Does Canine Influenza Pose a Human Health Risk?

Although there have been no reports of the 'dog flu' in humans, scientists are concerned about the potential for canine influenza viruses to mutate and pose a risk to human health.

A mysterious respiratory illness among dogs has made headlines recently, with more than a dozen states reporting cases of what experts call "atypical canine infectious respiratory disease." Moreover, researchers have been unable to identify the cause of this novel canine sickness.

The new and mysterious canine respiratory disease comes on the heels of recent surges in canine influenza. Most recently, Wake County Animal Shelter in North Carolina closed for over a month to contain a canine influenza outbreak. Still, experts say the mystery illness is inconsistent with canine influenza or other diseases such as kennel cough.

With the recent rise in dog influenza and atypical canine infectious respiratory disease, researchers are becoming increasingly concerned about the potential for dog-specific influenza A viruses to infect people.

It's already well known that animal-origin influenza viruses have the potential to change and transmit to humans. For example, the virus responsible for the 2009 H1N1 pandemic contained gene segments from human, swine, and bird influenza A viruses.

But could canine influenza become the next pandemic?

What is canine influenza?

Canine influenza, AKA the dog flu, is a respiratory illness caused by two viruses — influenza A H3N8 and H3N2. Dogs inflicted with the disease may experience cough, runny nose, fever, and lethargy. The severity of the illness ranges, with some animals showing no symptoms and others becoming seriously ill with pneumonia.

According to the CDC, canine influenza H3N8 originated in horses, and H3N2 originated in birds before infecting dogs. Both viruses have adapted to canines and are mostly considered canine-specific despite reports that dogs have transmitted H3N2 to cats.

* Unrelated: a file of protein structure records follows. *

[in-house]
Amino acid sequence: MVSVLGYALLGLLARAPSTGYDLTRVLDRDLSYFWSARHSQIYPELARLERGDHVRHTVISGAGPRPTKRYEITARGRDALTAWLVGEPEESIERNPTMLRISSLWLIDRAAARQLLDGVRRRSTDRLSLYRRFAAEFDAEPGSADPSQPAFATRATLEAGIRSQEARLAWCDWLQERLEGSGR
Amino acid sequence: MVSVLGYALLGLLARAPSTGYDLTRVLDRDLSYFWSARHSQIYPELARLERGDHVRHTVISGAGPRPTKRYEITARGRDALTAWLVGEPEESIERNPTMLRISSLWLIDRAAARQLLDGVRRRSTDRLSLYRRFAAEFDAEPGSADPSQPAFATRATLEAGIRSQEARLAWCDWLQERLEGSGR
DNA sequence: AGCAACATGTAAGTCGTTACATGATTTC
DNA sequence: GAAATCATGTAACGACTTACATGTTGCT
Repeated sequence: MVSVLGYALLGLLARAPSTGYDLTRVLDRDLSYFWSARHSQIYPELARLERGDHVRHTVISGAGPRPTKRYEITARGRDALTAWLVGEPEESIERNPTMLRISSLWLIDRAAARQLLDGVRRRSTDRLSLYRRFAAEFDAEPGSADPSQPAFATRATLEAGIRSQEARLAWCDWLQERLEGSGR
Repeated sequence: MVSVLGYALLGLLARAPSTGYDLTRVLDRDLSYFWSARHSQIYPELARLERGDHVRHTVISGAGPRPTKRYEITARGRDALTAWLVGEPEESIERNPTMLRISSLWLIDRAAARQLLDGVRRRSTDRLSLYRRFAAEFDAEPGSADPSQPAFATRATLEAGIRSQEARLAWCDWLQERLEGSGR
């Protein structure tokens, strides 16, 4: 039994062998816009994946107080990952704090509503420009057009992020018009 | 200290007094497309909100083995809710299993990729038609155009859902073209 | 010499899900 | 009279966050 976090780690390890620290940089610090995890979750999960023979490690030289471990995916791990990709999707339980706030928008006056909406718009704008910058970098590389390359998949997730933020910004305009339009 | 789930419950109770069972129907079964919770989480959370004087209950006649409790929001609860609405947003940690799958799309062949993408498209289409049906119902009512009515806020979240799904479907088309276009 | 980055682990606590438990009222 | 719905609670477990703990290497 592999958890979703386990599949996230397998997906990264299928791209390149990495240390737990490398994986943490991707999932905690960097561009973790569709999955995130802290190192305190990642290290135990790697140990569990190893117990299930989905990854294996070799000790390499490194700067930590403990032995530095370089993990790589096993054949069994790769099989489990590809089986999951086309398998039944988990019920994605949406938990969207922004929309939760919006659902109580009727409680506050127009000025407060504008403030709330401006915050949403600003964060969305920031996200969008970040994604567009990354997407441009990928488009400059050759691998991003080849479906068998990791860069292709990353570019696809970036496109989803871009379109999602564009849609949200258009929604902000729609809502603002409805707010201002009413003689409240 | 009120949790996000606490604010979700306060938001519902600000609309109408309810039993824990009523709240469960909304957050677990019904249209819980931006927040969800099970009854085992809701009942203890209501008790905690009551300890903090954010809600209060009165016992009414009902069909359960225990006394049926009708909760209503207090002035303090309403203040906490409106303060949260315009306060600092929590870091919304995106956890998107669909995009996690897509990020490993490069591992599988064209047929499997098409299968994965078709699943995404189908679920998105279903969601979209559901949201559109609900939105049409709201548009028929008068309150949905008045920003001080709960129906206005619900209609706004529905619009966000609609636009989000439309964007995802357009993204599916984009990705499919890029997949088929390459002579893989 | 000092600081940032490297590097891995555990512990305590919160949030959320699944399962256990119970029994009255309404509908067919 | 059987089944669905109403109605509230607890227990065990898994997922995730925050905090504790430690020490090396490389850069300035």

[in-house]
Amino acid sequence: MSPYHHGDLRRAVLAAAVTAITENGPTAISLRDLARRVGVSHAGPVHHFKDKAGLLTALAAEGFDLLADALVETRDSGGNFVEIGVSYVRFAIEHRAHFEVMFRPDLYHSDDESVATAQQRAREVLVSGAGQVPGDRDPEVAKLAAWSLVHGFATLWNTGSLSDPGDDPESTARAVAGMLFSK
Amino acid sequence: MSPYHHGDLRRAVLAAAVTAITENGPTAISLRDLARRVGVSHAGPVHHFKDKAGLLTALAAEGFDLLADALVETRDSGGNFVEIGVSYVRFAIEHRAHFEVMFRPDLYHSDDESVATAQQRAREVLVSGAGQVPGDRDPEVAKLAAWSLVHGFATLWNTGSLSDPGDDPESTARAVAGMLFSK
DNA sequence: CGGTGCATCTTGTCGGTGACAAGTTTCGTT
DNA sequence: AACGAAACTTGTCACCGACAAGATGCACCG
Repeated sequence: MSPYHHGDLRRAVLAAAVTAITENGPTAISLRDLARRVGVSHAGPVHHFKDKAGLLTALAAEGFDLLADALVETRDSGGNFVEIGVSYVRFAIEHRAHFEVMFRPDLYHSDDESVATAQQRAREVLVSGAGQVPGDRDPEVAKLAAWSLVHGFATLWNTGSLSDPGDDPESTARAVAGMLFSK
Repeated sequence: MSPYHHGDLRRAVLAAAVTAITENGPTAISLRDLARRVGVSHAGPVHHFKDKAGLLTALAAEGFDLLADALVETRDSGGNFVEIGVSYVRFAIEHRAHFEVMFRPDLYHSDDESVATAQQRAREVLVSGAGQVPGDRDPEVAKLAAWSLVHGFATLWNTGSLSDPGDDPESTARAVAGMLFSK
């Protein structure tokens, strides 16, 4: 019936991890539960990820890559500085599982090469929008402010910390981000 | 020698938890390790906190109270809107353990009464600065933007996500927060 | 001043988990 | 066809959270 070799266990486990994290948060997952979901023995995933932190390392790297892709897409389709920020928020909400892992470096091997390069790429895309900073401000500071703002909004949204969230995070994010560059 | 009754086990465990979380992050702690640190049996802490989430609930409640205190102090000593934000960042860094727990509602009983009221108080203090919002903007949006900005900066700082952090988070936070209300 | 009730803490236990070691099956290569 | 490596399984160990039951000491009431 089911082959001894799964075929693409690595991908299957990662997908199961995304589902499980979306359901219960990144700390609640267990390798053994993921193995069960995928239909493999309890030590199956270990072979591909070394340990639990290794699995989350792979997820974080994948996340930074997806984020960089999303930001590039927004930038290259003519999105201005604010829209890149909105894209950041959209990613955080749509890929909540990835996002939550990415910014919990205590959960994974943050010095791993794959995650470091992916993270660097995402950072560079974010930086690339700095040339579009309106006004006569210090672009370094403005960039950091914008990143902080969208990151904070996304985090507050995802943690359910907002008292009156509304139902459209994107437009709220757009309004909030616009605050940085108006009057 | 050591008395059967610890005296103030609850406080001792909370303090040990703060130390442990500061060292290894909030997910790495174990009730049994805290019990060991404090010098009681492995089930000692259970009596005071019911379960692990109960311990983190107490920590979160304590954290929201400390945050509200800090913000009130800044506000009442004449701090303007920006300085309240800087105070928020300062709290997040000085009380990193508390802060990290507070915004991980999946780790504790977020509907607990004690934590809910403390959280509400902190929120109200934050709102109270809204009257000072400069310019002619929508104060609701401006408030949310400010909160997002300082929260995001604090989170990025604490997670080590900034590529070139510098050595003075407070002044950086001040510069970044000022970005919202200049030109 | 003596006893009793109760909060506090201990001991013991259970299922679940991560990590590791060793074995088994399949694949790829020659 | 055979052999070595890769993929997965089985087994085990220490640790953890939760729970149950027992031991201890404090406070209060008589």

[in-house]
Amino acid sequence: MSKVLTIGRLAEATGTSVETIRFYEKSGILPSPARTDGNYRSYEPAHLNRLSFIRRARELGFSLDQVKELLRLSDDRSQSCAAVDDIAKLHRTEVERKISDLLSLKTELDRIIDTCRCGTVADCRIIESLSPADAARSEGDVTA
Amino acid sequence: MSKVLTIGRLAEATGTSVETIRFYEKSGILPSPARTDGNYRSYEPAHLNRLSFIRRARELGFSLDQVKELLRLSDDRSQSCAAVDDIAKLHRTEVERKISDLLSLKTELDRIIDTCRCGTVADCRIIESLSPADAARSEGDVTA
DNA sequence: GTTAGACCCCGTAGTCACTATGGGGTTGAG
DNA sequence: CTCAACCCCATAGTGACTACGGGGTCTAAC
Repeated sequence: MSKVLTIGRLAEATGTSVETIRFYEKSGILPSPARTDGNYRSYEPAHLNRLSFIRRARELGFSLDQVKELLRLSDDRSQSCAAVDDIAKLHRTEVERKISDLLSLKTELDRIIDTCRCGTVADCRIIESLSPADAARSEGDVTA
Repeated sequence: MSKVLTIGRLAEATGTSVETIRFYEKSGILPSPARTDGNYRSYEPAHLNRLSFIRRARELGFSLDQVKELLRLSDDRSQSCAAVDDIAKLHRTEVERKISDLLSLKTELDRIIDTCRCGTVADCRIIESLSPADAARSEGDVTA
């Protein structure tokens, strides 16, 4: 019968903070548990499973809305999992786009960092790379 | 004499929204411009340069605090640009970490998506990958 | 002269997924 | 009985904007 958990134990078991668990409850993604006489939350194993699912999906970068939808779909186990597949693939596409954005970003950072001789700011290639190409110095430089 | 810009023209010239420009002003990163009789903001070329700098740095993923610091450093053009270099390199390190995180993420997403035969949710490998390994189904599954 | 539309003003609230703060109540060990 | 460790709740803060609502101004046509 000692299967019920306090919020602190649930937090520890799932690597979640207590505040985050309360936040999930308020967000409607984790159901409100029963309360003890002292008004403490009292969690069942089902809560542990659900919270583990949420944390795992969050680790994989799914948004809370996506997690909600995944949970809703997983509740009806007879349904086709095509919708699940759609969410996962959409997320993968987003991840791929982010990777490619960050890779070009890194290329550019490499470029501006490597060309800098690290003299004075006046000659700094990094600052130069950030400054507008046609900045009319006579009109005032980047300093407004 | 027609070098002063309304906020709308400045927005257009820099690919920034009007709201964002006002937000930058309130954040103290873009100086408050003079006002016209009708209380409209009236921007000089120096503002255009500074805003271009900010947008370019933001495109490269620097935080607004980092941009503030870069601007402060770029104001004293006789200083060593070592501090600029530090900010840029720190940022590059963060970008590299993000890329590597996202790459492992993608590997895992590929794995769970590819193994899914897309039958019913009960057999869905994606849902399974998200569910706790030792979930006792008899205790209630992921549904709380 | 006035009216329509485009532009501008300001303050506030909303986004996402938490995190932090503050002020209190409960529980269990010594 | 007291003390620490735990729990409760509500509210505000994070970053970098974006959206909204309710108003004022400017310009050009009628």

Can canine influenza viruses jump to humans?

The Centers for Disease Control and Prevention (CDC) says that no evidence indicates H3N8 or H3N2 have spread from dogs to people, and there have been no reports of human cases. Still, the agency points out that it's possible for canine influenza viruses to mutate and infect other mammals, including people.

While avian and swine flu viruses have genetic diversity, which makes them more likely to mutate into variants that can infect humans, canine influenza viruses have remained genetically stable and can only infect dogs or sometimes cats.

However, in a 2018 study published in mBio, Chinese scientists found evidence that canine influenza viruses are becoming more genetically diverse. Specifically, they found two influenza A viruses that recently "host switched" from pigs to dogs in southern China. One of those viruses has the potential to become zoonotic, meaning it could jump from animals to people.

Adolfo Garcia-Sastre, Ph.D., corresponding author and director of the Global Health and Emerging Pathogens Institute at the Icahn School of Medicine, commented on the study, saying, "The majority of pandemics have been associated with pigs as an intermediate host between avian viruses and human hosts. In this study, we identified influenza viruses jumping from pigs into dogs. We now have H1N1, H3N2, and H3N8 in dogs. They are starting to interact with each other."

More recently, a study published earlier this year in eLife revealed that during adaptation in dogs, H3N2 canine influenza viruses gained the ability to recognize the human-like SAα2,6-Gal receptor and showed an increase in the ability to replicate in human airway cells.

Because no one knows for sure whether canine influenza viruses could eventually become a threat to humans, the CDC conducted a 2016 risk assessment using the Influenza Risk Assessment Tool to examine the pandemic potential of canine H3N2. The agency found this specific virus posed a low risk.

In addition, the World Health Organization's global surveillance system continues to monitor for potential threats to human health posed by H3N8, H3N2, and other animal-specific influenza A viruses.


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